Colt Coldren, another UCO student, told the board he hopes to see state lawmakers come up with a budget that provides more funding for higher education. Coldren, a former Marine, attends UCO on the G.I. Bill. But other students who pay for their own education incur more debt when higher education funding is cut, he said.
Need for funding
But Steven Maier, chairman of Northwestern Oklahoma State University's faculty council, said he hopes to see regents approve modest tuition increases as a part of an effort to keep the quality of the state's institutions from slipping.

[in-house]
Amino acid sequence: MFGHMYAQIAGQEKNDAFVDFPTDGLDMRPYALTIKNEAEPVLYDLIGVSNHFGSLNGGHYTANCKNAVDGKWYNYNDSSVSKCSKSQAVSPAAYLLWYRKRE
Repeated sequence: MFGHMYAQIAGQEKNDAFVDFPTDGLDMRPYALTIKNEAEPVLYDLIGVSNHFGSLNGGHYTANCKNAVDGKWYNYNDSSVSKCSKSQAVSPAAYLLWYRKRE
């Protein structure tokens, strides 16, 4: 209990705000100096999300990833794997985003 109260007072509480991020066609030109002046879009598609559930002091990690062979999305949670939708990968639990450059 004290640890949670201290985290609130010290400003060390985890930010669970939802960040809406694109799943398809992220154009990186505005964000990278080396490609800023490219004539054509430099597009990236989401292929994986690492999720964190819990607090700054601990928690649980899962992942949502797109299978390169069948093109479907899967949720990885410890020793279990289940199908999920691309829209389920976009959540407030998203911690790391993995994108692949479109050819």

Budget cuts have led to more students per faculty member, fewer faculty hires and diminished quality of instruction, Maier said. Faculty members are teaching courses outside their areas of expertise, he said.
Having fewer faculty members means students take longer to complete their undergraduate degrees, he said.
Maier said he doesn't want to see the entire burden of funding education shifted onto students through tuition increases. But tuition increases will likely need to be part of the solution.
“It is unlikely that a single, straightforward solution will present itself,” he said.